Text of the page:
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Tag: Colorado Plateau

Trip Report: The Escalante Route of the Grand Canyon

Trip Data

  • Dates: Thu, Oct 21, 2021 to Sun, Oct 24, 2021
  • Route: Lipan Point > Grandview Point
  • Weather: Sunny, with partly cloudy afternoons. Highs in the 60s and 70s, lows in the 30s and 40s.
  • Distance Hiked: 33 miles
  • Time: 4 days

Map

Background

In June of 2021, Max attained permits for an October descent into the Grand Canyon on the Escalante Trail, a relatively unpopular route that has a reputation for being more treacherous and difficult than the average Grand Canyon trek.

Although the standard trip length for this route is 4 nights, Max requested a 3-night permit to make it more likely our friends could get the time off to do it with us. The park rangers cautioned him against this due to the strenuous nature of the trail, but Max held his ground and they gave in.

We were surprised and amused when we received the permit, which said in large red letters, “AGGRESSIVE ITINERARY! HIKER INSISTED ON ITINERARY.”

Despite this delightful warning, our friends Jason and Dana still decided to join us. Max has extensive experience in the Grand Canyon, having worked there as a guide and completed multiple hikes, including the R2R in a day, Havasupai, and Salt Trail Canyon to LCR Gorge. Jason and I also have quite a bit of experience in desert backpacking, and Dana is a kick-ass rock climber, so we were all feeling a bit cavalier about our odds of success on this trek.

By the end of our 3 nights, we were rightfully humbled by the Grand Canyon, and Max had earned the cheeky nickname “Aggressive Itinerary.”

From left to right: Kim (the author), Max, Jason, Dana
From left to right: Kim (the author), Max, Jason, Dana

Summary

We embarked out of Grand Junction and drove to Utah to drop our daughter off with her grandparents. Max had all of his meals and snacks provided by Right on Trek, which made preparation for the trip very easy.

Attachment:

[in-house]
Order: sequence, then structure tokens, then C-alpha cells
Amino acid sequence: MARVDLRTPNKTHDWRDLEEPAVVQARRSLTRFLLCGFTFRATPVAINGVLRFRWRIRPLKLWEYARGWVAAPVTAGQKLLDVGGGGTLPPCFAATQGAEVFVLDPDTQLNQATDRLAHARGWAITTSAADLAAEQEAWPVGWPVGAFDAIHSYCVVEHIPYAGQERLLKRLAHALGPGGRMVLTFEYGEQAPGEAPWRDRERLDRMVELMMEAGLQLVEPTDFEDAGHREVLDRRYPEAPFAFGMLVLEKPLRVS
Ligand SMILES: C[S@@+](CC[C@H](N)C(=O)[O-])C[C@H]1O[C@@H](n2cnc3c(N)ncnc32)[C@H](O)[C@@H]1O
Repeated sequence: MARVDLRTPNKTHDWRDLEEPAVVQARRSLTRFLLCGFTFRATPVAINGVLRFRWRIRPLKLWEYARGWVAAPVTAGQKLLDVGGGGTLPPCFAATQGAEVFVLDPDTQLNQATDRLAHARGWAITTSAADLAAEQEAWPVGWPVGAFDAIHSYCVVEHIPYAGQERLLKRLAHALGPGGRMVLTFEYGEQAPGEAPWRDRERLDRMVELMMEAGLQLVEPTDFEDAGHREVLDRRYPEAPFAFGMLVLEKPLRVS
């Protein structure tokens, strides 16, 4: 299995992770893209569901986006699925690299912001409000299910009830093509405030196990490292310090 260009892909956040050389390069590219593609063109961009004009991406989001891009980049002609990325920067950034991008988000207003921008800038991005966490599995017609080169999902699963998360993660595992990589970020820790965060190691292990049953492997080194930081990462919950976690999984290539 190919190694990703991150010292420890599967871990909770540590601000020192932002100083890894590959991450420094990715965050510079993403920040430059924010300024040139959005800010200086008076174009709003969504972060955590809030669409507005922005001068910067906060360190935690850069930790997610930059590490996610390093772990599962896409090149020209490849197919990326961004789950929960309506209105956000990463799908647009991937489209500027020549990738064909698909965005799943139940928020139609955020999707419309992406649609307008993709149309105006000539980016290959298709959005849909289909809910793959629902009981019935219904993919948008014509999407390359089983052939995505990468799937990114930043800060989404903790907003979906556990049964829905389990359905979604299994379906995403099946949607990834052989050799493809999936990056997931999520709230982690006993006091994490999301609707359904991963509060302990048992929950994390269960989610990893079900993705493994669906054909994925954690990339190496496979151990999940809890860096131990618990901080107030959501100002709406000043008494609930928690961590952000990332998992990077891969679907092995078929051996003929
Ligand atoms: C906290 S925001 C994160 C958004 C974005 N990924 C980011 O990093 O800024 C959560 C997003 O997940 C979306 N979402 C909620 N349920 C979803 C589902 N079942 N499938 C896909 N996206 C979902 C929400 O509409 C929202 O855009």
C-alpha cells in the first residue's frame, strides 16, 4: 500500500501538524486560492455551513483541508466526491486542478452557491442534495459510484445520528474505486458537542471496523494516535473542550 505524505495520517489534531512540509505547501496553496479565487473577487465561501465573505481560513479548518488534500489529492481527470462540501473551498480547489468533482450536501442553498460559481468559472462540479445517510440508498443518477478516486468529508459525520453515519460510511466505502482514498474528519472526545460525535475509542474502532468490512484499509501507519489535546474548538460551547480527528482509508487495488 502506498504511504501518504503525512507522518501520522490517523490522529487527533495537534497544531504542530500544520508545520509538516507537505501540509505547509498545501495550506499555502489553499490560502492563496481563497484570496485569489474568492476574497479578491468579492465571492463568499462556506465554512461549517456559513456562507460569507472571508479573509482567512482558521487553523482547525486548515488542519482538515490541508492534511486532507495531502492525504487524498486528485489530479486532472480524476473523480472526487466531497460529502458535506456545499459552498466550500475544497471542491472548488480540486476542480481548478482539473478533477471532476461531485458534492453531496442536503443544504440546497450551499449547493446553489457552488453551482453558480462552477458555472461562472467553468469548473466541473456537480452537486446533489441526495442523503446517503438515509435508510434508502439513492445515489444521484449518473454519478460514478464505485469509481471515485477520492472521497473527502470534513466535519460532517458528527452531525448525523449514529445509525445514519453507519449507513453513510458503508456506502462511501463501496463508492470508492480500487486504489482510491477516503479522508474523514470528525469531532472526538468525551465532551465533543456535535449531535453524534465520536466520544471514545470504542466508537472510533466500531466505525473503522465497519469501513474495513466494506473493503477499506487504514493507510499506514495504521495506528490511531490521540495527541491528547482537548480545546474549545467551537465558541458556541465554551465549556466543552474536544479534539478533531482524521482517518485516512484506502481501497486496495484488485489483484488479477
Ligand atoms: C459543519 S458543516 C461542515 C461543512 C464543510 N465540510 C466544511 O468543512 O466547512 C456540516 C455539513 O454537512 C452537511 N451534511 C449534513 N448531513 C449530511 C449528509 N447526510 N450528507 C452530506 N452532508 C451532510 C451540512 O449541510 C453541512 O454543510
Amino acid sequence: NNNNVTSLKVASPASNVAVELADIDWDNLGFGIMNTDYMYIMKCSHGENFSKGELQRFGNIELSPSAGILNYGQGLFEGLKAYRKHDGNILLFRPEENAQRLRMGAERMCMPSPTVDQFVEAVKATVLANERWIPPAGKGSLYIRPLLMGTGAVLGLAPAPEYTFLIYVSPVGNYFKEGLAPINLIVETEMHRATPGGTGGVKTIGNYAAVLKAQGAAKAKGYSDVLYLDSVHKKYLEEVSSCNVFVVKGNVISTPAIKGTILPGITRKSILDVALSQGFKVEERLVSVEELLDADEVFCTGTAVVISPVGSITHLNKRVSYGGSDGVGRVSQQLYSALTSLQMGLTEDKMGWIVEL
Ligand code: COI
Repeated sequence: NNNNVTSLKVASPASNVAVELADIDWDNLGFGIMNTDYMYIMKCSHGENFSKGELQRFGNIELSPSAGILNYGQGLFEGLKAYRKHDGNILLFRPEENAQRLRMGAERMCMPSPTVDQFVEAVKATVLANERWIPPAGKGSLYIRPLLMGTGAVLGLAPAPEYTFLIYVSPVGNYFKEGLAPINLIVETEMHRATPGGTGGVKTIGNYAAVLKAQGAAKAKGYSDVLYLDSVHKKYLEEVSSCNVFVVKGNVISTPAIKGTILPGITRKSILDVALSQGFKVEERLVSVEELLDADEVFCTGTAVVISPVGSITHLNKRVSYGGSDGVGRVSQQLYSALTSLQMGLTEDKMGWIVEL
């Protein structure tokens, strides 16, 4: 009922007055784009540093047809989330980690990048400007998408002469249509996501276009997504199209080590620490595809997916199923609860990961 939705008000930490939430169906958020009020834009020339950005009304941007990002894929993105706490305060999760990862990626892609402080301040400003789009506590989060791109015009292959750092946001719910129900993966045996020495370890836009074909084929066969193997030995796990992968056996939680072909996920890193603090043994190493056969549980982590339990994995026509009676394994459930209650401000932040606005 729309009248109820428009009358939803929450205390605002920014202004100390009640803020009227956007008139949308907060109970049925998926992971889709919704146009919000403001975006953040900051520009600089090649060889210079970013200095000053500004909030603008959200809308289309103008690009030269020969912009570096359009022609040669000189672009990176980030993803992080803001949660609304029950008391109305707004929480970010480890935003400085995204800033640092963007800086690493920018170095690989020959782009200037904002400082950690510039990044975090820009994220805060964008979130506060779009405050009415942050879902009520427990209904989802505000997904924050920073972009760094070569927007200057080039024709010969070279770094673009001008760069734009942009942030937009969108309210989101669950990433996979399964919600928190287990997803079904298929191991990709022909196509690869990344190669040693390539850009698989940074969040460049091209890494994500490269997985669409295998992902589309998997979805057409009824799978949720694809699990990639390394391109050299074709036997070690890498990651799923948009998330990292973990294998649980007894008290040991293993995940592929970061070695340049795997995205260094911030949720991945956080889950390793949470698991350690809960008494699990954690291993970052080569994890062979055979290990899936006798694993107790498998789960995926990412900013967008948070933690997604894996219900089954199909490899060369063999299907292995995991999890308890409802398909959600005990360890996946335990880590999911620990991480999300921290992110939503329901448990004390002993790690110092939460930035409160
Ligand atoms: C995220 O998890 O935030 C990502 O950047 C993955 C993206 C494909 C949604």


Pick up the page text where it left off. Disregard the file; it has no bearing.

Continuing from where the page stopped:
Jason and Dana flew in from Chicago. We picked them up at the Las Vegas airport, and headed to Arizona. We spent the night before our trek camping on a forest road outside of the park. It was freezing cold, and we were grateful for the beer and pizza we had consumed in Williams to keep us warm.

The next morning, we had a leisurely breakfast at the Foodie Club restaurant in Tusayan, blithely ignorant of the ass kicking we would receive in the canyon. We headed into the park that afternoon and left our vehicle at Lipan Point at about 2 PM on October 21st to begin our descent.

Day 1

Distance: 10.7 mi
Ascent: 475 ft
Descent: 5,123 ft

The trail drops steeply in the first 2 miles, with lots of scree scrambling and boulder hopping. I was grateful for my trekking pole, and immediately began to lament that I had not done more squats and lunges to prepare.

After mile 2, the trail was less rocky, with flat sections to break it up. We were shaded from the warm autumn sun through all of it, and there were breathtaking views and geological wonders to entertain us as we descended down further.

Photo op on our first sighting of the Colorado River!
Photo op on our first sighting of the Colorado River!

Within a few hours, the setting sun painted a crimson streak on the cliff walls across from us, and we began to wish we had started a bit earlier. We passed a group of hikers who had to stop and make camp early after one of them had sustained an injury. It was a good reminder not to underestimate the canyon.

The setting sun's last rays cast on the cliffs above us
The setting sun’s last rays cast on the cliffs above us

It was full dark when the temperature noticeably rose, and we began smelling the sweet, reedy aroma of the Colorado River. After four hours of hiking, we had reached the bottom at last!

We heard the roar of the Tanner Rapids in front of us and felt a moment of relief. Unfortunately, thanks to our “aggressive itinerary,” we had another 4 miles of hiking to do before we could stop and camp.

We took advantage of the pit toilet at Tanner – which was a godsend as my legs were jelly and I couldn’t squat even if I wanted to – and then continued downriver with our headlamps on.